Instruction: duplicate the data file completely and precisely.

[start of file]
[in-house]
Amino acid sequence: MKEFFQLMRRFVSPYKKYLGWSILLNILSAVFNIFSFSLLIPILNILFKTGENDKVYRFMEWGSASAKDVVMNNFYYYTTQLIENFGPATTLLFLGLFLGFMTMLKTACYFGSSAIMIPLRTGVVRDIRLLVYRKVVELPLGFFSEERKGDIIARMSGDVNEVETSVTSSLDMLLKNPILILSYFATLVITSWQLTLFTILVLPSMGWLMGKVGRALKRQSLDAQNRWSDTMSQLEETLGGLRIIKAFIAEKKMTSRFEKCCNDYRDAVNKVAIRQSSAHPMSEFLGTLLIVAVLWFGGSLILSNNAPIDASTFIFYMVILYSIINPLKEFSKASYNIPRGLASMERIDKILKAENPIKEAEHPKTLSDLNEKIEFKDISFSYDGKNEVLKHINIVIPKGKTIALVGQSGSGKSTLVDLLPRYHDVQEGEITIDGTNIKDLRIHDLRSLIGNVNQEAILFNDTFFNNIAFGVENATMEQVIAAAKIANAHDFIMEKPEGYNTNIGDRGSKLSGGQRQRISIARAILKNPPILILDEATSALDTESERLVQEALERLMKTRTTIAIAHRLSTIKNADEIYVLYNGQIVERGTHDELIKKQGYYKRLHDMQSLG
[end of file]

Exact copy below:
[in-house]
Amino acid sequence: MKEFFQLMRRFVSPYKKYLGWSILLNILSAVFNIFSFSLLIPILNILFKTGENDKVYRFMEWGSASAKDVVMNNFYYYTTQLIENFGPATTLLFLGLFLGFMTMLKTACYFGSSAIMIPLRTGVVRDIRLLVYRKVVELPLGFFSEERKGDIIARMSGDVNEVETSVTSSLDMLLKNPILILSYFATLVITSWQLTLFTILVLPSMGWLMGKVGRALKRQSLDAQNRWSDTMSQLEETLGGLRIIKAFIAEKKMTSRFEKCCNDYRDAVNKVAIRQSSAHPMSEFLGTLLIVAVLWFGGSLILSNNAPIDASTFIFYMVILYSIINPLKEFSKASYNIPRGLASMERIDKILKAENPIKEAEHPKTLSDLNEKIEFKDISFSYDGKNEVLKHINIVIPKGKTIALVGQSGSGKSTLVDLLPRYHDVQEGEITIDGTNIKDLRIHDLRSLIGNVNQEAILFNDTFFNNIAFGVENATMEQVIAAAKIANAHDFIMEKPEGYNTNIGDRGSKLSGGQRQRISIARAILKNPPILILDEATSALDTESERLVQEALERLMKTRTTIAIAHRLSTIKNADEIYVLYNGQIVERGTHDELIKKQGYYKRLHDMQSLG